another goodie is the switch to create a movie. everything except the controls are recorded into a motion jpeg file. tweak file format, frame rate etc. in the source. click toggle on to start recording, and again to finish movie.

with controlP5, it is *extremly* simple to add controls that influence a variable of choice. **TIP**: with alt+h you can hide all controls. for instance, you toggle on calibration mode and then hide all controls. another example: press alt-s, and your current set of controls and its values are saved to an xml-file. press alt+l to load a previously saved gui-set! try also alt+k to get a keyboard-only input possibility. this lib is great! you can even drag a control to another place on the gui, while processing (press alt).


[http://www.sojamo.de/] oscP5, controlP5 by Andreas Schlegel

[http://www.shiffman.net/2006/05/18/moviemaker/] by Daniel Shiffman

the application: controlling a simple polyphonic synth  

i had the possibilty to test the Processing sketch with a very simple synth running in Reaktor 5. it is built up extremly easy, scalable to more channels.

one channel ist basically an oscillator and a prebuilt block providing gate, cuttoff and ADSR. every channel has it's pitch configured to accept OSC messages in the form /Pitch<channelnumber> <value>. i put the pitch control on the x-axis of my multitouch panel. the y-axis can be configure for instance to control cutoff.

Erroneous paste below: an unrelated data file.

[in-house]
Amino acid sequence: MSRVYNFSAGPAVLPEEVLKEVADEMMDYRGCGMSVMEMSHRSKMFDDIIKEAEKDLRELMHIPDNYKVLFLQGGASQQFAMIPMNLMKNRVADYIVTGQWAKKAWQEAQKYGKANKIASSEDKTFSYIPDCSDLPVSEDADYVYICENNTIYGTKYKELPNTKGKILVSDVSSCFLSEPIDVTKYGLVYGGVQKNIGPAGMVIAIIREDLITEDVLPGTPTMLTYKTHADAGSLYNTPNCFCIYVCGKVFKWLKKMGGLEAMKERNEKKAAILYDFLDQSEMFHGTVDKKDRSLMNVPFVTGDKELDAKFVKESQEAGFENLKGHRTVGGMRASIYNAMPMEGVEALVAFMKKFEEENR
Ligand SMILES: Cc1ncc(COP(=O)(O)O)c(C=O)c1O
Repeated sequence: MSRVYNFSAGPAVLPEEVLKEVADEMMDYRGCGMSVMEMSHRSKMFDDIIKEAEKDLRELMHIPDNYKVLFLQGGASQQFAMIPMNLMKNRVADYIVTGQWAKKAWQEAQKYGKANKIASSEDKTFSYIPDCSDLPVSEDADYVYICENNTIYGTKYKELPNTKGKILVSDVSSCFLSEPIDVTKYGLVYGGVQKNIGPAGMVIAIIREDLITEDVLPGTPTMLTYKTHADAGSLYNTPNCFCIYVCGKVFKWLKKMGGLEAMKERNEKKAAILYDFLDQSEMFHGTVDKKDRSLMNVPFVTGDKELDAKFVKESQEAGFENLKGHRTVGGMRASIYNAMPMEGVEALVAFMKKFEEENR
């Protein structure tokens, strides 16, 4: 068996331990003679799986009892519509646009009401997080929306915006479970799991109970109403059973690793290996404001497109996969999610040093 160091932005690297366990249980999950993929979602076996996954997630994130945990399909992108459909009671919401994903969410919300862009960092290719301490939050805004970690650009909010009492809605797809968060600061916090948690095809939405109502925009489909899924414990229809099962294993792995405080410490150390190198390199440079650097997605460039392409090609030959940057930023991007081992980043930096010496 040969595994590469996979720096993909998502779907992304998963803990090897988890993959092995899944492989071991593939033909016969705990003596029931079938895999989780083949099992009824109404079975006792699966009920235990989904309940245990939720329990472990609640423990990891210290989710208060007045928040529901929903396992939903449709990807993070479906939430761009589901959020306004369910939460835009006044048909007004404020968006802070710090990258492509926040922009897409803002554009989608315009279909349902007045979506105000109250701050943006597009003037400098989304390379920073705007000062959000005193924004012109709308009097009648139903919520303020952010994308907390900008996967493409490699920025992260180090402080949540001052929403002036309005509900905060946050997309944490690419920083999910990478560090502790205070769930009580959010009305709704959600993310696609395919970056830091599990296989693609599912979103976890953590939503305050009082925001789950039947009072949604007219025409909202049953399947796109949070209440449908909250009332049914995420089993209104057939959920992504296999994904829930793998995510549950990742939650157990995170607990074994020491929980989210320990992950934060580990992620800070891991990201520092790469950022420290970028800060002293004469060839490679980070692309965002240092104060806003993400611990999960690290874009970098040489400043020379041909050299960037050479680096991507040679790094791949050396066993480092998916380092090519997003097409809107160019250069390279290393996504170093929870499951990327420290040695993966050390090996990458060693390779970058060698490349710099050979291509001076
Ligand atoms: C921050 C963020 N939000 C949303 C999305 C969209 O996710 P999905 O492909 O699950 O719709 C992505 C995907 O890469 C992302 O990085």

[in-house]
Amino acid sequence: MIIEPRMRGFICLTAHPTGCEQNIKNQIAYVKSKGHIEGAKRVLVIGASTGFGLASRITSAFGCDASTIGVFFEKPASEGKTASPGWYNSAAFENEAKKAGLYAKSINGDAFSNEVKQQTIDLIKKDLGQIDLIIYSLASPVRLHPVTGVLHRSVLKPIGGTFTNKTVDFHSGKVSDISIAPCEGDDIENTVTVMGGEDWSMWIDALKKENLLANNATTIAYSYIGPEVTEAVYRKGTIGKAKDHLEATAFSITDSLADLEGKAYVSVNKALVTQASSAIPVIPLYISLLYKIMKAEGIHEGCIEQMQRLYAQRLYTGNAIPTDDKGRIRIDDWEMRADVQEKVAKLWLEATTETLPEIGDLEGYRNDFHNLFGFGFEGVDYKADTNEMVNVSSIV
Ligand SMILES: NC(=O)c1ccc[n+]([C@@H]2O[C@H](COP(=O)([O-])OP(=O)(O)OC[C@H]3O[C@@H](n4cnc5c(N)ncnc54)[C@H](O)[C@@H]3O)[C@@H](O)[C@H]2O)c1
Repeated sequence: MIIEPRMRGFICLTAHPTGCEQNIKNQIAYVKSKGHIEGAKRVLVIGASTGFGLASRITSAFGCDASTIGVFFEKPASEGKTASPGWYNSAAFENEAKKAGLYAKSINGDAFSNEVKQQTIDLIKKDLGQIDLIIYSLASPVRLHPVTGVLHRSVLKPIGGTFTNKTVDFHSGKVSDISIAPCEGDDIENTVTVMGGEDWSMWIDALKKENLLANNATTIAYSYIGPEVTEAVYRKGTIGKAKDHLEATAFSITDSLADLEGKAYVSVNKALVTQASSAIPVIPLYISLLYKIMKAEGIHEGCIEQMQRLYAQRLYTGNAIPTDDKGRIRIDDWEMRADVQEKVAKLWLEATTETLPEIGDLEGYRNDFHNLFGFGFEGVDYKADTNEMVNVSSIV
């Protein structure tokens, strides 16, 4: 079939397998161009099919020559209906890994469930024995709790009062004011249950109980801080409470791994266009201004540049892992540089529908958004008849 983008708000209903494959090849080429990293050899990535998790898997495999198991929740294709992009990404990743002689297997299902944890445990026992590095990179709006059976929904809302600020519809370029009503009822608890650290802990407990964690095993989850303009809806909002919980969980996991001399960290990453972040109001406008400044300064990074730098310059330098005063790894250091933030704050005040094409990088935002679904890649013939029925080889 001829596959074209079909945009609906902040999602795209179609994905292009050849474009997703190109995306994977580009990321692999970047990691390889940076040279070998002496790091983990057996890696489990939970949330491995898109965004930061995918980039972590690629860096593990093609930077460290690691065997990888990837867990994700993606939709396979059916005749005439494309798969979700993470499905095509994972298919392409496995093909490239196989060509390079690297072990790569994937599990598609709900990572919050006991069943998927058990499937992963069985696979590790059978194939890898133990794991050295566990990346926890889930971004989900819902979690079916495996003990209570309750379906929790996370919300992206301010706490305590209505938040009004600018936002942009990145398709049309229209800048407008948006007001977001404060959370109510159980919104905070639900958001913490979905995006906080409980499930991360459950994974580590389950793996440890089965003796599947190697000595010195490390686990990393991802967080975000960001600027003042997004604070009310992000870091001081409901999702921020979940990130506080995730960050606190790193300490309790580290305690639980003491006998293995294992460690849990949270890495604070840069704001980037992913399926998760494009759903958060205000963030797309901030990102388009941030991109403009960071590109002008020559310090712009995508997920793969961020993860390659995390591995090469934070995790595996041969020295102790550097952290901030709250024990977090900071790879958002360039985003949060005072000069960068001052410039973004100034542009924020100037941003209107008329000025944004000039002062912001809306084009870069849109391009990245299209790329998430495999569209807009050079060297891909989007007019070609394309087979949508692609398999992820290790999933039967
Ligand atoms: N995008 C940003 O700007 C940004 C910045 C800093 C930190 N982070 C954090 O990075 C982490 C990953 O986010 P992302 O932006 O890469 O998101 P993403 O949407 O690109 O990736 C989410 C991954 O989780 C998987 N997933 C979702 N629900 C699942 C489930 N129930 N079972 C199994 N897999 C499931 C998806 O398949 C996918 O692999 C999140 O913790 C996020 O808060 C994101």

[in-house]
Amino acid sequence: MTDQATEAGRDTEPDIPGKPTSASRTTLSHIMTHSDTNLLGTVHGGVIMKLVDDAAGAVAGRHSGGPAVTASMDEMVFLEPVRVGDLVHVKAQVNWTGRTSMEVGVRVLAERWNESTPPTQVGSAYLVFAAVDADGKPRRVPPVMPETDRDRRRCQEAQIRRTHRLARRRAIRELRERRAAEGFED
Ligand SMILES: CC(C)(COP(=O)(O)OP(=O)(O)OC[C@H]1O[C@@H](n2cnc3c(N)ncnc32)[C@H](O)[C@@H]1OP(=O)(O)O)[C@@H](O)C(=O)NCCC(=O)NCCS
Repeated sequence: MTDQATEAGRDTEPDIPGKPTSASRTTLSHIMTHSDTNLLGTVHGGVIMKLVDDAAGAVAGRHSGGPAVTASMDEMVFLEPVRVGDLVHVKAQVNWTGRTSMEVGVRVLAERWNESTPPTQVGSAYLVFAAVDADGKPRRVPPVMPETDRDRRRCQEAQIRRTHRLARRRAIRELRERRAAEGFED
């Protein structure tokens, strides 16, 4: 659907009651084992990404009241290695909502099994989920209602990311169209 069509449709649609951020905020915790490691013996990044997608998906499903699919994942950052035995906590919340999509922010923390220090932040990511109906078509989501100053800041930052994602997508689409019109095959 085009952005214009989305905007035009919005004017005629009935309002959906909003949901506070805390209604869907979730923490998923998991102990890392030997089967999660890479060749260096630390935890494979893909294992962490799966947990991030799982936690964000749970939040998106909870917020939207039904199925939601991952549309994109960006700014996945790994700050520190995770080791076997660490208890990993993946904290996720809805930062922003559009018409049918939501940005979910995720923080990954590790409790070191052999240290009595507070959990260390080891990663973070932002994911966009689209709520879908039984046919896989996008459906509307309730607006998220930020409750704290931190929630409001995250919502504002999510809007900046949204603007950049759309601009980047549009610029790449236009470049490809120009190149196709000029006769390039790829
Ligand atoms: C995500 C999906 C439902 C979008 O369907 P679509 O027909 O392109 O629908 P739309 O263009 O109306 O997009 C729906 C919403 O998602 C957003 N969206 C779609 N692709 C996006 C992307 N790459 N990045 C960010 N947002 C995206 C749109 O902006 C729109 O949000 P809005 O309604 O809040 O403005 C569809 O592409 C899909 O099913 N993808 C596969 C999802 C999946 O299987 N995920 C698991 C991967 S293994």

the gate on/off controlling is one of the tricky ones. the goal is, that if a finger pressure stays at the same or almost the same place over several frame processing cycles, the oscillator should stay gated and stop, if the finger is released or the deviation to the previous coordinates is too high. ok, this involves some kind of motiontracking. this is done straight forward, by keeping a vector with the preivous pressure points and comparing the new ones with the old ones, respecting the deviation setting. if a previous pressure point is found inside the deviation limit, the channel assigned will be reused and gate will stay on. otherwise, channel is released to 'pool' and gate off will be sent to this channel.

the channel assignement is dependent on the polyphony. polyphony must be set to the number of channels your synth will be able to handle in parallel. if not using OSC, set this value to at least 20 (=2 persons pressing all 10 fingers on the plate). only the number of pressure points that is equal to polyphony will be assigned and processed.